What is Regenerative Agriculture?
Regenerative agriculture is a conservation and rehabilitation approach to food and farming systems that, among other benefits, reverse climate change by building soil organic matter and restoring degraded soil organic biodiversity. Regenerative Agriculture goes back to working with natural systems, rather than against it. By prioritising practices to increase soil organic matter, regenerative agriculture aids in:
- Increasing biodiversity above and below the soil surface
- Improving water holding capacity of soil
- Drawing down climate-damaging levels of greenhouse gas emissions
- Improving soil structure
- Reducing soil loss
How can Regenerative Agriculture be achieved?
Agricultural practices such as ploughing, application of chemicals and fertilisers, overgrazing, etc. have the potential to have severe impacts on soil health. Regenerative agriculture can be achieved by prioritising agricultural practices that will contribute to building soil health, improving water infiltration and retention, increasing biodiversity and allowing for significant carbon sequestration (the process of capturing and storing carbon dioxide in the soil as soil organic carbon). In order to achieve the above, the following regenerative agricultural practices should be implemented to not only fight climate change but also allow for healthier soils:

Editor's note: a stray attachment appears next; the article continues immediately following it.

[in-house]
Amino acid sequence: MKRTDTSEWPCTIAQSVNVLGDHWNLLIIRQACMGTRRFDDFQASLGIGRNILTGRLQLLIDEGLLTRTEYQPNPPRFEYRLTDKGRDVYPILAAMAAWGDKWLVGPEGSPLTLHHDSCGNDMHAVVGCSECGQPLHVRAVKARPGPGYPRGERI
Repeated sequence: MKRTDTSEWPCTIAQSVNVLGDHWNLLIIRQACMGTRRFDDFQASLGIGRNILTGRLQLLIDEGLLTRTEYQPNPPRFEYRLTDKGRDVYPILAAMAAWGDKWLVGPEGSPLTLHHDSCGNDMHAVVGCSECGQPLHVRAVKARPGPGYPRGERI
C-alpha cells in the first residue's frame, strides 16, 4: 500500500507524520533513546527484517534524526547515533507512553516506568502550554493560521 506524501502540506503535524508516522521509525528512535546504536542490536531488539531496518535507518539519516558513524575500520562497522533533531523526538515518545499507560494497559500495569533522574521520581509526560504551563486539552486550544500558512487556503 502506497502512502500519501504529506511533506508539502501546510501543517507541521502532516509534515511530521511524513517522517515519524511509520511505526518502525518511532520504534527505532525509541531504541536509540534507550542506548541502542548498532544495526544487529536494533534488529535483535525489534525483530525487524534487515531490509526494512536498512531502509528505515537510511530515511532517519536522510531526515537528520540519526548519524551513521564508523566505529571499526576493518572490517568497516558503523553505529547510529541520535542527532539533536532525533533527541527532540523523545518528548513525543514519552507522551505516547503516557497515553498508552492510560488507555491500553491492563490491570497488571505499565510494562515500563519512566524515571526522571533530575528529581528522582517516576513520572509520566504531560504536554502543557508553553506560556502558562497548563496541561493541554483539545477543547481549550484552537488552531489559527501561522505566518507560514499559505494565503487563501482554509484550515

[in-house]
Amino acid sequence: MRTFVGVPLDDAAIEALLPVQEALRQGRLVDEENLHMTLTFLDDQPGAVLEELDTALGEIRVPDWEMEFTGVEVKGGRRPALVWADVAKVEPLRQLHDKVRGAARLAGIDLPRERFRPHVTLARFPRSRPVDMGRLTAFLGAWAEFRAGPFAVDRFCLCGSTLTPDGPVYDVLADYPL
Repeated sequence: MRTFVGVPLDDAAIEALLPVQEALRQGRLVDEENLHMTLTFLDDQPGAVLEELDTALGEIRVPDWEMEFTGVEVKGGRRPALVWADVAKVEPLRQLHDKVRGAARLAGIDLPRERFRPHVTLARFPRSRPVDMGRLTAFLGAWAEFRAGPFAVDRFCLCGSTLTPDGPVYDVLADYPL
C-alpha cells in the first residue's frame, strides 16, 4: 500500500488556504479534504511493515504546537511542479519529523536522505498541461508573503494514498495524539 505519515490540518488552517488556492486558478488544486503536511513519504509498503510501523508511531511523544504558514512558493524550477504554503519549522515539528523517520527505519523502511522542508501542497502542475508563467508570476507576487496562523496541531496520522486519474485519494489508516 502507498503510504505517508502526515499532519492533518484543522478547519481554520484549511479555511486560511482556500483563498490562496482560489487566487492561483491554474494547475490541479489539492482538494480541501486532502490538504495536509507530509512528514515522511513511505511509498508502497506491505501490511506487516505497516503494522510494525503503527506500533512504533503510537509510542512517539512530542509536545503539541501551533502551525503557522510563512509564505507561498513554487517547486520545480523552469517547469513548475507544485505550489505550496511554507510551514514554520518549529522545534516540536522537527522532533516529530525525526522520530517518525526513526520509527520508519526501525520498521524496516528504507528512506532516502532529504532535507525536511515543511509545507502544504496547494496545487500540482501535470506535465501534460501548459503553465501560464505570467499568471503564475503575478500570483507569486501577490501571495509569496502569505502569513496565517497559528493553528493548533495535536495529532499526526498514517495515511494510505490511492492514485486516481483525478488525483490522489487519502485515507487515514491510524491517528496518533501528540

- No-till/minimum tillage
- Planting cover crops
- Making use of crop rotation
- Applying compost and animal manures
- Reducing the usage of synthetic fertilisers
- Preventing over-grazing
By following an integrated approach toward environmental sustainability, the SIZA Environmental Standard contributes toward implementing regenerative agricultural practices by partnering with nature, protecting soil, improving diversity, and following a holistic approach.